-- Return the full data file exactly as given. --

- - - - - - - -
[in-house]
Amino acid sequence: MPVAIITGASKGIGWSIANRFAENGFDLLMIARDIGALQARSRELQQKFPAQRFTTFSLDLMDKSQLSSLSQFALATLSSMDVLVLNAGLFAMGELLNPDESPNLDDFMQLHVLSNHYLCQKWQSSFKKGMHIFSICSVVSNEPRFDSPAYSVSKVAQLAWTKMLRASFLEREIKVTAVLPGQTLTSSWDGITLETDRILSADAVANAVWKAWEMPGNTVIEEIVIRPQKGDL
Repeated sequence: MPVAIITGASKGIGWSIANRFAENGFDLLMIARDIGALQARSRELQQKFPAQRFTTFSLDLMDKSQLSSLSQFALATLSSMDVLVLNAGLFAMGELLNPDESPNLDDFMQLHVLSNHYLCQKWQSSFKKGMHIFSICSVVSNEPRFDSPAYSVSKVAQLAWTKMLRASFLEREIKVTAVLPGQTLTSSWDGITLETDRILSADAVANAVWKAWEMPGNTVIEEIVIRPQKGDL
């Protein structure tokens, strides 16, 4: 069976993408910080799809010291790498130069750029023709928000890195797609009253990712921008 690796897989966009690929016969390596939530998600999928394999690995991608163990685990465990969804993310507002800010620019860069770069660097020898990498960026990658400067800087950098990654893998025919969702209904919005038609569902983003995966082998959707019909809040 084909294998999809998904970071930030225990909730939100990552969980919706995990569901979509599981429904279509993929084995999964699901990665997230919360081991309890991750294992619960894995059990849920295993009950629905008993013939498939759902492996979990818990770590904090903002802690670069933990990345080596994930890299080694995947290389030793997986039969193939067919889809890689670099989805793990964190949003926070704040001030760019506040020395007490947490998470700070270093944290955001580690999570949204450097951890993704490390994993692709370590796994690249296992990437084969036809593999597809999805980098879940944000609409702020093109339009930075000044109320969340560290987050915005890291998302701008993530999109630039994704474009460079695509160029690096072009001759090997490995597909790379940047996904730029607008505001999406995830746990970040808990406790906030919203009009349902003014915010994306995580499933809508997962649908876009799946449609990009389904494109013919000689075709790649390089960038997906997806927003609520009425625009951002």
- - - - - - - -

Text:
[in-house]
Amino acid sequence: MPVAIITGASKGIGWSIANRFAENGFDLLMIARDIGALQARSRELQQKFPAQRFTTFSLDLMDKSQLSSLSQFALATLSSMDVLVLNAGLFAMGELLNPDESPNLDDFMQLHVLSNHYLCQKWQSSFKKGMHIFSICSVVSNEPRFDSPAYSVSKVAQLAWTKMLRASFLEREIKVTAVLPGQTLTSSWDGITLETDRILSADAVANAVWKAWEMPGNTVIEEIVIRPQKGDL
Repeated sequence: MPVAIITGASKGIGWSIANRFAENGFDLLMIARDIGALQARSRELQQKFPAQRFTTFSLDLMDKSQLSSLSQFALATLSSMDVLVLNAGLFAMGELLNPDESPNLDDFMQLHVLSNHYLCQKWQSSFKKGMHIFSICSVVSNEPRFDSPAYSVSKVAQLAWTKMLRASFLEREIKVTAVLPGQTLTSSWDGITLETDRILSADAVANAVWKAWEMPGNTVIEEIVIRPQKGDL
């Protein structure tokens, strides 16, 4: 069976993408910080799809010291790498130069750029023709928000890195797609009253990712921008 690796897989966009690929016969390596939530998600999928394999690995991608163990685990465990969804993310507002800010620019860069770069660097020898990498960026990658400067800087950098990654893998025919969702209904919005038609569902983003995966082998959707019909809040 084909294998999809998904970071930030225990909730939100990552969980919706995990569901979509599981429904279509993929084995999964699901990665997230919360081991309890991750294992619960894995059990849920295993009950629905008993013939498939759902492996979990818990770590904090903002802690670069933990990345080596994930890299080694995947290389030793997986039969193939067919889809890689670099989805793990964190949003926070704040001030760019506040020395007490947490998470700070270093944290955001580690999570949204450097951890993704490390994993692709370590796994690249296992990437084969036809593999597809999805980098879940944000609409702020093109339009930075000044109320969340560290987050915005890291998302701008993530999109630039994704474009460079695509160029690096072009001759090997490995597909790379940047996904730029607008505001999406995830746990970040808990406790906030919203009009349902003014915010994306995580499933809508997962649908876009799946449609990009389904494109013919000689075709790649390089960038997906997806927003609520009425625009951002």